For pensions and post-retirement accounting methods to recognize the benefits costs, estimates and assumptions on future events ascertaining the timing and amount of benefits payments must be sought first. This paper seeks to compare and contrast the early historical accounting for pensions and post-retirement healthcare and life insurance benefits with the rules and guidance applied today in addition to the changes to such guidance and rules that would improve the accounting and reporting of such benefits depending on the business and political changes and as such, predict the effect of such changes on financial reporting and accounting practices.
The Early Historical Accounting for Postretirement Health Care and Life Insurance Benefits and the Guidance or Rules in Place Today
The employers offering pension plans were to disclosure the plans as well as the general features that were contained in the document in addition to the current year and pension expense incurred. This would equal the postretirement health care and life insurance benefits. As such, the components of the pension expense, net funding status, pension asset and obligation accounts, and pension expense components needed disclosure. Since then the net pension liability or asset have to be booked while the changes in pensions liabilities and assets not included in the income being added into other comprehensive income. According to the SFAS No.87 Employers’ Accounting for Pensions, the disclosure of the pension plan market values of assets, as well as the projected benefits obligations of plans, is done although they are not recognized on their balance sheets.
Further, the SFAS 87 emphasizes on offsetting of plan assets and liabilities, unlike earlier where it allowed for the value of the plan assets to be reduced by the liabilities of the plan. Therefore, as the FASB recognized that to not include a common practice, it allowed reporting only the over or under funded status of all pension plans since firms are seen as responsible only for both the unfunded and funded status of the plan as opposed to the plan assets or liabilities. Additionally, some firms have been found to have more than one post-retirement plan with different funding levels.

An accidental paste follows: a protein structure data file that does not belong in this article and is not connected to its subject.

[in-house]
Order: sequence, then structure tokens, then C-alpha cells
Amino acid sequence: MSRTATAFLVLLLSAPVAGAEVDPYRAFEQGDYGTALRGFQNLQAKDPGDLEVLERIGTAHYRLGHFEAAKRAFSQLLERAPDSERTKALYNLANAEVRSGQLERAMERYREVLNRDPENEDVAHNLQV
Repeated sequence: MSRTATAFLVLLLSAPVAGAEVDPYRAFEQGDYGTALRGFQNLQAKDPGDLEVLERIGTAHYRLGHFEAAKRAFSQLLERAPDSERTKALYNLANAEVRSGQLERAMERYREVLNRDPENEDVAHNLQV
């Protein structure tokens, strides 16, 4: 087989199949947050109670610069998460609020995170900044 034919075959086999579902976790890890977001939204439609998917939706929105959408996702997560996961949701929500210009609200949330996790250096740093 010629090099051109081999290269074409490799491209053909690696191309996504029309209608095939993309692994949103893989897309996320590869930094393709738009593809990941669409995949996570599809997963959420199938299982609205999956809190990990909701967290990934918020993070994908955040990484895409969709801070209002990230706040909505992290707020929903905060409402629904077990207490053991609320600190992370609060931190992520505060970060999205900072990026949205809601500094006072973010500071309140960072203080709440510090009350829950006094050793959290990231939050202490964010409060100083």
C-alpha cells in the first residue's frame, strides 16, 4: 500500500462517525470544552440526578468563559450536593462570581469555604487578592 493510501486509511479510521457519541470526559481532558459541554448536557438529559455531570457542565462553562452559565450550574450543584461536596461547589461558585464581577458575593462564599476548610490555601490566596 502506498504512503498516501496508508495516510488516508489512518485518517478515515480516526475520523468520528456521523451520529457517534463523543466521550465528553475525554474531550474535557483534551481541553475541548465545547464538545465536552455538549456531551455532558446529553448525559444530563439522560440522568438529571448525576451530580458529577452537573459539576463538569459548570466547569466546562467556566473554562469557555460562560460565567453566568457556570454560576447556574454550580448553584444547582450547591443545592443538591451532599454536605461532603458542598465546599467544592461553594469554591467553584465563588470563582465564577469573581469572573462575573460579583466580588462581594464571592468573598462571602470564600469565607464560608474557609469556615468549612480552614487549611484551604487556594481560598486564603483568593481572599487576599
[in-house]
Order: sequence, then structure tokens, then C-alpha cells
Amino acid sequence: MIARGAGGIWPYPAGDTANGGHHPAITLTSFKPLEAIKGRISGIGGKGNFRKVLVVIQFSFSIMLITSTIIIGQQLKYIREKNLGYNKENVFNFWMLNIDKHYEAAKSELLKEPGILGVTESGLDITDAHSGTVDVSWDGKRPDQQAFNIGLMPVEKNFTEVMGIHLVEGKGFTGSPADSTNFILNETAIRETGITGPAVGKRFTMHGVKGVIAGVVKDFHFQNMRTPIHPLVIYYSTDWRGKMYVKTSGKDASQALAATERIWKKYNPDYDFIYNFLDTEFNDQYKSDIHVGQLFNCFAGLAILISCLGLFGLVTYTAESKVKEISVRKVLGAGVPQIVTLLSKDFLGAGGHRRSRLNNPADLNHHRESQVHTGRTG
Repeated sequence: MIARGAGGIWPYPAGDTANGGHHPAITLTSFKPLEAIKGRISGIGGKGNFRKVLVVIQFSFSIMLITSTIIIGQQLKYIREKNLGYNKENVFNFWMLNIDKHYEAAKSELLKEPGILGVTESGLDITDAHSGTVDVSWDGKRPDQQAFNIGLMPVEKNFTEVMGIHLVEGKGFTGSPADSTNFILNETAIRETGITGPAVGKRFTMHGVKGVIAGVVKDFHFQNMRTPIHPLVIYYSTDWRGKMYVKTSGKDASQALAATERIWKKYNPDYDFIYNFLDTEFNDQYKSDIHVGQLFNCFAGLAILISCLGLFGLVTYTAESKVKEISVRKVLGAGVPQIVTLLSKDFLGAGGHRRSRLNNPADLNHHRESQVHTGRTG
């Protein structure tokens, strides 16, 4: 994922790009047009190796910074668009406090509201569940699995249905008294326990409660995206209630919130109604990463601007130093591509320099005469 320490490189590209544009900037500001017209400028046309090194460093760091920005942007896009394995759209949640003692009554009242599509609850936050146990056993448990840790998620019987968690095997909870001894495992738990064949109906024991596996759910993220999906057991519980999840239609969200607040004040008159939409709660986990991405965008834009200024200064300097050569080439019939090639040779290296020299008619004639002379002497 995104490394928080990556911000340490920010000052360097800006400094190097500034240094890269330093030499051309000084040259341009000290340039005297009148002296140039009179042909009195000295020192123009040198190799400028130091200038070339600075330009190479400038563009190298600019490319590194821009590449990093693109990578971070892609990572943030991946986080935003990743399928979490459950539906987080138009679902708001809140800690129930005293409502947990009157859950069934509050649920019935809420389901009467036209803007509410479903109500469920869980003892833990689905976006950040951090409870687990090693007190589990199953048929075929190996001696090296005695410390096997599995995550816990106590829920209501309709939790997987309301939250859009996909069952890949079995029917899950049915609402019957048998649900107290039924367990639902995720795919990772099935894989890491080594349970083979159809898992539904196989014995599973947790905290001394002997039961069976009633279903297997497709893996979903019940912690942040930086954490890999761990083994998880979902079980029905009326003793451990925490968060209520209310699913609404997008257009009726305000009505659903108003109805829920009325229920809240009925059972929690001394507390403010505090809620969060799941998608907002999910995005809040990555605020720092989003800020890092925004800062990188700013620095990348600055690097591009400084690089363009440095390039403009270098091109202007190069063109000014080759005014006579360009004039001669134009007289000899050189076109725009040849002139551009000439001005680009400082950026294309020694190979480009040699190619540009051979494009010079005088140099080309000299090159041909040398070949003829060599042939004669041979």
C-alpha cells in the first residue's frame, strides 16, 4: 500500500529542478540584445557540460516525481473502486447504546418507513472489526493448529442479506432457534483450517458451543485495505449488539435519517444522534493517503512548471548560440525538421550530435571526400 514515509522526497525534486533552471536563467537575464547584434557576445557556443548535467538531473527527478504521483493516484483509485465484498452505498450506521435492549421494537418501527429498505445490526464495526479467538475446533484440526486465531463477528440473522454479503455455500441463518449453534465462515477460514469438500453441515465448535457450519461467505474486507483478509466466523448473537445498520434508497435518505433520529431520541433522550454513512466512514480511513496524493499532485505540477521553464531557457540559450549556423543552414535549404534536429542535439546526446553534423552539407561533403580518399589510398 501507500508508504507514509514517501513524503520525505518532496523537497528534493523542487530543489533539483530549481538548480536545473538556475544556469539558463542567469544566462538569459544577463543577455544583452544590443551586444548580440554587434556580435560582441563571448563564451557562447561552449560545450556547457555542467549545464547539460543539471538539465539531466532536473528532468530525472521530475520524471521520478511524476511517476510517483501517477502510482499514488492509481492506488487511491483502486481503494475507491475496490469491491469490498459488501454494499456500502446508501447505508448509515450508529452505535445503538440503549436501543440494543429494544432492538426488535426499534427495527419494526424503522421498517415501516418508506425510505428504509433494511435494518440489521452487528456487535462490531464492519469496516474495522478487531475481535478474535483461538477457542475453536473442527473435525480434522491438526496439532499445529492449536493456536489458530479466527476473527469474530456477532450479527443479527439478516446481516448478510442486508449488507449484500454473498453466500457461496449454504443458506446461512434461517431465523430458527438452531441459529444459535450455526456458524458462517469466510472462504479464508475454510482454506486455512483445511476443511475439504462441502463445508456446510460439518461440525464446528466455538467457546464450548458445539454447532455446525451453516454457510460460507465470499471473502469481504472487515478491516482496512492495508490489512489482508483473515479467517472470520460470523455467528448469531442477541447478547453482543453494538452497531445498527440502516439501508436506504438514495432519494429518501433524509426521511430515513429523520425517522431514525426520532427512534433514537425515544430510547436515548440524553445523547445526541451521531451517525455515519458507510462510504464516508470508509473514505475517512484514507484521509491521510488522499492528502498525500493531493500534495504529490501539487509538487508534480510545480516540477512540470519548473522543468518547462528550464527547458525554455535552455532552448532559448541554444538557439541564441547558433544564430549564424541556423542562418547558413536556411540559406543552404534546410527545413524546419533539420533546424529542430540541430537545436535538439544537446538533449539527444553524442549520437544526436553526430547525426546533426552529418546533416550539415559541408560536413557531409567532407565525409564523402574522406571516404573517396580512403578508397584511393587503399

However, in 1990, the SFAS 106 was issued and applied accrual accounting to postretirement benefits as opposed to pensions with the specific focus on health care benefits. Entities have in the past been recording and reporting the benefits on a pay-as-you-go basis using cash basis accounting. This has since changed to include the accrual of the future medical costs of the employee and covered beneficiaries at the time of the employee’s service. The SFAS 106 allows an entity to estimate the growth rate of healthcare costs since any reduction in this estimated growth rate would mean a reduction in the obligation, thereby underfunding the plan.
The SFAS 82, APB Opinion 8, and the ARB 47 assumed that the postretirement assets and obligation belonged to the pension fund and were to be accorded by the entities although it was only in rare circumstances that an entity reported an asset or liability on the balance sheet. Additionally, the expense reported in the income statement was thus equal to the amount funded. Other post-retirement benefits were accounted for on a pay-as-you-go basis. However, this way of accounting for postretirement benefits changed in 1985 when the FASB issued SFAS 87 and 88.
As such, the measurement and recognition, as well as reporting rules for the defined benefit pension plans required in these standards applied accrual basis of accounting when recognizing and measuring the expenses, assets, and liabilities of pension plans and remained has thus unchanged since. The SFAS 87 required entities to recognize pension expense in the income statement, and the information underlying be disclosed in the footnotes rather than being reported in the financial statements thereby allowing more useful information to the users of the financial statement. The SFAS 158 does not include footnote and off the books reporting of postretirement benefits plan asset and liabilities and requires such items to be reported on the balance sheet. The SFAS now requires the recognition of the funded status of a defined benefit and plans as well as changes to amounts recognized in other comprehensive income. The entity is also supposed to measure the defined benefit plan of the assets and obligations as of the date of the fiscal year-end statement of financial position.
Recommended Changes to the Guidance and Rules That Would Improve the Financial Accounting and Reporting of the Benefits
An amending to the postretirement benefits accounting model accompanying the development the new accounting for share-based payment should be done. This follows the premise that many companies offer defined-benefit pension as well as retiree medical benefits to their employees and retirees. This method of accounting ties up huge amounts of capital for many employees. Additionally, by changing the stock-based compensation to employees, the FASB’s postretirement benefits project’s outcome may lead to companies freezing or reducing the postretirement benefits. Therefore, it would be more apt for entities to recognize that the FASB tries to set the accounting principles right.